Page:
Italian husband-and-wife team Massimo and Lella Vignelli made a remarkable contribution to late 20th century design, ushering in a new brand of elegance, simplicity and order. Both trained as architects but their legacy is far more extensive, spanning silverware, bags, watches, furniture and typography. “If you can design one thing, you can design everything,” they famously wrote, prompting critic Paul Goldenberg to call them “total designers.” But perhaps most memorably, they are credited today with introducing a distinctly Italian, classical touch to the American market, strengthening the relationship between the United States and Italy.
Massimo Vignelli trained first as an artist in Milan before studying Architecture in Milan and Venice in the early 1950s. Lella (born Elena Vall) also trained as an architect in Venice and later earned a scholarship to study at MIT’s School of Architecture. The couple first met at an architecture convention, and in 1957 they married. The first three years of their life together were spent living in the United States, where Lella worked for the Architectural firm Skismore, Owings and Merrill and Massimo completed a study fellowship.
In 1960 the couple relocated to Milan, joining forces to establish the Massimo and Lella Vignelli Office of Design and Architecture. From the outset their approach was diverse, encompassing interiors, furniture, exhibition and product design. One of the couple’s best-known early works is the Saratoga Sofa, produced by the radical furniture company Poltronova in 1964. Its understated elegance, contrasting glossy polyester chassis with soft leather seating came to typify the couple’s subtle yet powerful aesthetic.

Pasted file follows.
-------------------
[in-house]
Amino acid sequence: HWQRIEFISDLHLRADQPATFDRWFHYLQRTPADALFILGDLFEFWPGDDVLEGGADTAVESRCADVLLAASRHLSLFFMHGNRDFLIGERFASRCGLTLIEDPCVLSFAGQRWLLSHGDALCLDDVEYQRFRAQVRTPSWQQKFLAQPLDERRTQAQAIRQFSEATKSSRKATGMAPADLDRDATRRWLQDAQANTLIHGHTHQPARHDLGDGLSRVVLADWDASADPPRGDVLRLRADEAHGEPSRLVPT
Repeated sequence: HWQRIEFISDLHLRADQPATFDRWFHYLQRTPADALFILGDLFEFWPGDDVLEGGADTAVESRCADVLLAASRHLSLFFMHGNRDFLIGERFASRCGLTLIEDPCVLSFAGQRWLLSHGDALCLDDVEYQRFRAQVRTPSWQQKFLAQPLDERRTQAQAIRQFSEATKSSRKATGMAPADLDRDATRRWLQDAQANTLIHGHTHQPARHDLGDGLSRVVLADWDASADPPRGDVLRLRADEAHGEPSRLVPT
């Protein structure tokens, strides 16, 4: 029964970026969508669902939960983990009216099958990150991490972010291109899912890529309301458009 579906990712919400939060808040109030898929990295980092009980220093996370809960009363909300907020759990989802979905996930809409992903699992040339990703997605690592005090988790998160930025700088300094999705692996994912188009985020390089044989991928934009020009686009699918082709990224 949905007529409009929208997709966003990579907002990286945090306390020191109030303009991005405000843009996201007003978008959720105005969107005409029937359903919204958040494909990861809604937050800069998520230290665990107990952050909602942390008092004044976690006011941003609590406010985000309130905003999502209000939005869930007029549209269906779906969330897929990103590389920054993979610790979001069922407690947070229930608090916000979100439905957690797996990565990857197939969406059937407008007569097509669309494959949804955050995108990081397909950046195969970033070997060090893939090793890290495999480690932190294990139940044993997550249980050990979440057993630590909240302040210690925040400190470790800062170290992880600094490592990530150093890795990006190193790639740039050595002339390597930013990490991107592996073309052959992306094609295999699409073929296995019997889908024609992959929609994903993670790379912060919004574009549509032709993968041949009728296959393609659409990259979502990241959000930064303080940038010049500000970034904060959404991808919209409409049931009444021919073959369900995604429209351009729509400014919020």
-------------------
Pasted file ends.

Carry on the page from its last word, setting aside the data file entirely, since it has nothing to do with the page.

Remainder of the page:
In 1965 the Vignelli’s decided to return to the United States, where they founded the design and marketing company Unimark alongside their friends Bob Noorda and Ralph Eckerstrom. It was through this platform that some of the couple’s most iconic motifs were created, including the logo for the American airlines and the signage for New York City’s subway system. Unimark’s increasing focus on marketing would eventually drive Lella and Massimo out; by 1971 they had established Vignelli Associates, a new company with a wider design outlook.
Both Lella and Massimo were tirelessly ambitious for Vignelli Associates and their dedication led to the company’s international success throughout the 1970s. A central office was set up in New York City, with further branches later opening in Milan and Paris. Some of the company’s most successful and prominent projects of the era included the interiors of the Guggenheim Museum in Bilbao, the redesign of St Peter’s Lutheran Church in Manhattan and the map of New York’s subway system, which built upon their earlier signage with Unimark. From the 1970s to the 1990s the Vignellis also worked closely to create some of the world’s best-known furniture pieces, including the Handkerchief Chair, 1982, the Wagneriana Floor Lamp, 1982 and the Paperclip Table, 1994.
Throughout this prolific period, the couple emphasised striking simplicity and minimalism, but their designs also have a quirky playfulness, combining traditional materials such as marble, leather and polished wood with experimental angular and curvaceous forms. This quietly rebellious streak echoes the subtle, tongue-in-cheek spirit of mid-century modernism.
As a couple the pair each played to their strengths – Lella took on furniture, exhibition and interior design, while Massimo worked on typography and layouts, although they came together before finalising just about everything they produced. Even so, Lella was rarely acknowledged as an equal partner in the company. Massimo was said to be so incensed by this glaring inequality that he would sometimes throw away any magazine or publication that failed to include her name alongside his. In 2013, just a year before his death, Massimo produced the book Designed by: Lella Vignelli, dedicated to her lifelong work and the many unacknowledged contributions she made to the design industry. The book also highlighted the problem with what Massimo called “macho attitudes” that have written out women’s roles in the many husband-and-wife teams of the design world. He wrote, “For decades, the collaborative role of women as architects or designers working with their husbands or partners has been under appreciated.…Lella and I were affected by these standing mores early in our careers. It is why we purposely built the notion of the two of us as a brand, but it took time for the others to see and understand this.”